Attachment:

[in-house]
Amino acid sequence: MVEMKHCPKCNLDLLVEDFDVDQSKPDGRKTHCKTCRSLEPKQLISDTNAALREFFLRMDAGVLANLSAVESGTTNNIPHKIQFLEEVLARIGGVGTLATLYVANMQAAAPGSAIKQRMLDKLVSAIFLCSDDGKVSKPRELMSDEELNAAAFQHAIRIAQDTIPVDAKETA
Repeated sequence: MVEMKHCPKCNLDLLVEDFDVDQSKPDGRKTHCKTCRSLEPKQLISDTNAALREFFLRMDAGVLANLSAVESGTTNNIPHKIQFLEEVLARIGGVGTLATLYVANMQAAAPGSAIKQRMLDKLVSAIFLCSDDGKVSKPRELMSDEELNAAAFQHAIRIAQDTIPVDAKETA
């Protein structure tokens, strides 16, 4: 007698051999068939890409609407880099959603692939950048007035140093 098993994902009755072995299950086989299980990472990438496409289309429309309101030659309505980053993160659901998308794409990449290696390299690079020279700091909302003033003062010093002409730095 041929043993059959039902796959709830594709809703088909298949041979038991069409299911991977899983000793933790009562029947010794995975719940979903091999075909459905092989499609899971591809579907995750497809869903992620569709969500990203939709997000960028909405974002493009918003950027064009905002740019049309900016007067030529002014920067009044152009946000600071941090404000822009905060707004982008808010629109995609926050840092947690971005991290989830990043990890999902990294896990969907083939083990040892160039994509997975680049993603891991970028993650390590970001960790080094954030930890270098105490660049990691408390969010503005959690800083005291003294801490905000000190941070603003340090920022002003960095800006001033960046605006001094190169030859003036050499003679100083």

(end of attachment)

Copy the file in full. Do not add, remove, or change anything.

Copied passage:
[in-house]
Amino acid sequence: MVEMKHCPKCNLDLLVEDFDVDQSKPDGRKTHCKTCRSLEPKQLISDTNAALREFFLRMDAGVLANLSAVESGTTNNIPHKIQFLEEVLARIGGVGTLATLYVANMQAAAPGSAIKQRMLDKLVSAIFLCSDDGKVSKPRELMSDEELNAAAFQHAIRIAQDTIPVDAKETA
Repeated sequence: MVEMKHCPKCNLDLLVEDFDVDQSKPDGRKTHCKTCRSLEPKQLISDTNAALREFFLRMDAGVLANLSAVESGTTNNIPHKIQFLEEVLARIGGVGTLATLYVANMQAAAPGSAIKQRMLDKLVSAIFLCSDDGKVSKPRELMSDEELNAAAFQHAIRIAQDTIPVDAKETA
């Protein structure tokens, strides 16, 4: 007698051999068939890409609407880099959603692939950048007035140093 098993994902009755072995299950086989299980990472990438496409289309429309309101030659309505980053993160659901998308794409990449290696390299690079020279700091909302003033003062010093002409730095 041929043993059959039902796959709830594709809703088909298949041979038991069409299911991977899983000793933790009562029947010794995975719940979903091999075909459905092989499609899971591809579907995750497809869903992620569709969500990203939709997000960028909405974002493009918003950027064009905002740019049309900016007067030529002014920067009044152009946000600071941090404000822009905060707004982008808010629109995609926050840092947690971005991290989830990043990890999902990294896990969907083939083990040892160039994509997975680049993603891991970028993650390590970001960790080094954030930890270098105490660049990691408390969010503005959690800083005291003294801490905000000190941070603003340090920022002003960095800006001033960046605006001094190169030859003036050499003679100083």